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Retirement savings

November 21, 2011

Could gradual retirement work for you?

Not ready to retire full-time? You may want to consider gradually easing out of the workforce through “phased retirement.”

Opting for phased retirement allows you to retire in stages and lets your employer keep a valued staff member.

According to a recent report by the Gandalf Group for advertising agency Bensimon Byrne, 67% of those 50+ expect their retirement to consist of working in the same line of work, but only part-time. A 2005 AARP survey also found that 38% of working respondents over the age of 50 would be interested in participating in phased retirement.

Phased or gradual retirement usually lasts a couple of years and can include anything from cutting back on your work hours or work days, to working for your company on a contract basis, says Barbara Jaworski, Chief Executive Officer of the Workplace Institute and author of KAA-Boom! How to Engage the 50-Plus Worker and Beat the Workforce Crisis.

Some of the reasons people choose to retire gradually include having extra income, making a contribution to an organization, continuing to have a routine and interacting with friends, she says. Others may continue to work for personal reasons, depending on whether or not their partner has retired.

From an organization’s point of view, Jaworski says it can be a real benefit to keep individuals, as many are increasingly struggling to hire people with the right kind of skills. She says, “Ultimately, the structure of the typical phased retirement depends on the organization and its pension policies and practices.

This is something that many companies are in the early stages of getting a handle on, says Jaworski, but Human Resources and Development Canada notes that many collective agreements increasingly contain gradual retirement programs.

In early 2008, the federal Income Tax Act was amended to allow employees with defined benefit plans to receive up to 60% of accrued pension benefits while continuing to work part-time or full-time, and continuing to accrue benefits for that work.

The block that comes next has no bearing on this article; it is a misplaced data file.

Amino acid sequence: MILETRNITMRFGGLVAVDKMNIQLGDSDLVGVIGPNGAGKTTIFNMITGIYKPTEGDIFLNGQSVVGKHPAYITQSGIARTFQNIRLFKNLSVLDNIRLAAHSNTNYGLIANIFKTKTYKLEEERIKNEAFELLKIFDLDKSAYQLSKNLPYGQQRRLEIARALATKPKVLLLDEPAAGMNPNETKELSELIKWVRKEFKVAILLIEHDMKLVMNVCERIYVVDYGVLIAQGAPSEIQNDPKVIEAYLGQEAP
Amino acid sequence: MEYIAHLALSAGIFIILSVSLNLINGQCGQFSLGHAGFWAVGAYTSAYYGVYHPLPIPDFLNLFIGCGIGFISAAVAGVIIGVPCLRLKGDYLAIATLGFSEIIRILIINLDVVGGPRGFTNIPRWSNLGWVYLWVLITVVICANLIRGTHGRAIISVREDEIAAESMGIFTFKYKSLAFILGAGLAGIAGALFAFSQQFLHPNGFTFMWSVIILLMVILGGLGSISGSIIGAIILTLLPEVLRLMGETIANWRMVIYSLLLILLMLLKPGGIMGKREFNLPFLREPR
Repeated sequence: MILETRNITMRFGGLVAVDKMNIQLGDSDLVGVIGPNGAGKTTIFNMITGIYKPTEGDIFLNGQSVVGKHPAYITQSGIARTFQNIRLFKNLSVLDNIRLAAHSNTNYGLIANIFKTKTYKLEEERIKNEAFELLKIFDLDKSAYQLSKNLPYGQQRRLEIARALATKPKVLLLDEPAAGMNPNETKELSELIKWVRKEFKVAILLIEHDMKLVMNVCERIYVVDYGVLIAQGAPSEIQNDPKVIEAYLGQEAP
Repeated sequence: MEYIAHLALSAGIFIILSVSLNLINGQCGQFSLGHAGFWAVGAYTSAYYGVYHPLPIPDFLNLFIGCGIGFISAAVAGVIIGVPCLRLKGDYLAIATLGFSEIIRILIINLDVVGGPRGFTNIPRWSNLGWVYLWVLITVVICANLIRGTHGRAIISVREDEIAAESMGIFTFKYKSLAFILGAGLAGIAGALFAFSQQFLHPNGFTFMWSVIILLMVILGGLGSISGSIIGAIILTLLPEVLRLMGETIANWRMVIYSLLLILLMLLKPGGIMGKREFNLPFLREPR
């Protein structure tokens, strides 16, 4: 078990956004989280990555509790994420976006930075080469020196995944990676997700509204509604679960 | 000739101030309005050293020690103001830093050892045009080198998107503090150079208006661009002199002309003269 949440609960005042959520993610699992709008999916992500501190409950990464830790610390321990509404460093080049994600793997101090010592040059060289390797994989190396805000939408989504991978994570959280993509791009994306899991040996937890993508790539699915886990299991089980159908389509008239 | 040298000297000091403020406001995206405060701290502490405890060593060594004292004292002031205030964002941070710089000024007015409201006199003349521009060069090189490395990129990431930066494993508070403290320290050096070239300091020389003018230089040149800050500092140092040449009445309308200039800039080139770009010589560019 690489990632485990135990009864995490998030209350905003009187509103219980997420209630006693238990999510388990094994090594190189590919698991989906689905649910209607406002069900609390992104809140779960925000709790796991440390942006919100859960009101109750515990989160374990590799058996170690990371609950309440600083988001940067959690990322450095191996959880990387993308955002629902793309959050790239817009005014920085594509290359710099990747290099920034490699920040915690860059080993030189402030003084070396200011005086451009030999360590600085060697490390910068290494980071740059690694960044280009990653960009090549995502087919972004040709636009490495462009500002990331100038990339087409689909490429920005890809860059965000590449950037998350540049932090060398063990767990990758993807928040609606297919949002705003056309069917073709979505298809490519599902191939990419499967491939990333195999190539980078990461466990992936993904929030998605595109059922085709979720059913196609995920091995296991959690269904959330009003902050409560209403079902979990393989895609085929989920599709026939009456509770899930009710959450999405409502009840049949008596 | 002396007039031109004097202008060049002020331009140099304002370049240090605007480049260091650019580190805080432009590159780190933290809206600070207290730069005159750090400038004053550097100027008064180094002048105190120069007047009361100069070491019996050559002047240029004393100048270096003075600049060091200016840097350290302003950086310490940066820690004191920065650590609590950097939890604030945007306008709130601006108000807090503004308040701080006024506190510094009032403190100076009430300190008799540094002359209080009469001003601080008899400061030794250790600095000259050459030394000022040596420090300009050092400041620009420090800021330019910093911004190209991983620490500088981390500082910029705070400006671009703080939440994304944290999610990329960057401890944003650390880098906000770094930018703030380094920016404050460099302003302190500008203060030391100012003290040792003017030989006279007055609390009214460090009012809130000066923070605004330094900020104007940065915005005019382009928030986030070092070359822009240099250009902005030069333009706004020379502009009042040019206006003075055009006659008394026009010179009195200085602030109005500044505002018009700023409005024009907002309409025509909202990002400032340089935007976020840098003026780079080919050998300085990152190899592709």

If an organization has a defined benefit plan in place, Jaworski says employees will need to have something within their plan that allows them to come back after they’re eligible for retirement, allowing them to collect their pension and be able to earn an income and contribute to a secondary pension.

In the case of defined contribution plans, it is likely less complicated to phase into retirement, she says, as there often aren’t the same kind of pension-related legal barriers with continuing to work on a part-time basis.

With the elimination of mandatory retirement across many provinces over the last few years, phased retirement is likely to become an increasingly attractive option for many employees. If you think it may be right for you, consider the following:

1. Talk to your employer: Jaworski recommends you speak to your organization about opportunities available for staying longer or working in your position on a part-time basis. “If you’re looking to shorten your day or shorten the number of days you work, then it will take a discussion with the organization you work for to make sure that it fits with what their business needs are.”

2. Evaluate your role: You may want to consider whether you want to change your job description as you gradually retire, says Jaworski. For example, if you are managing other people and don’t necessarily want to continue to do so, you may want to work yourself into a parallel position where you can mentor someone to take that over.

3. Consider what you want to do with your time: One recent retiree who took the gradual retirement route recommends making plans for what you’d like to do with your extra time away from work to ease the transition. This can include anything from hobbies or exercise, to volunteer work.

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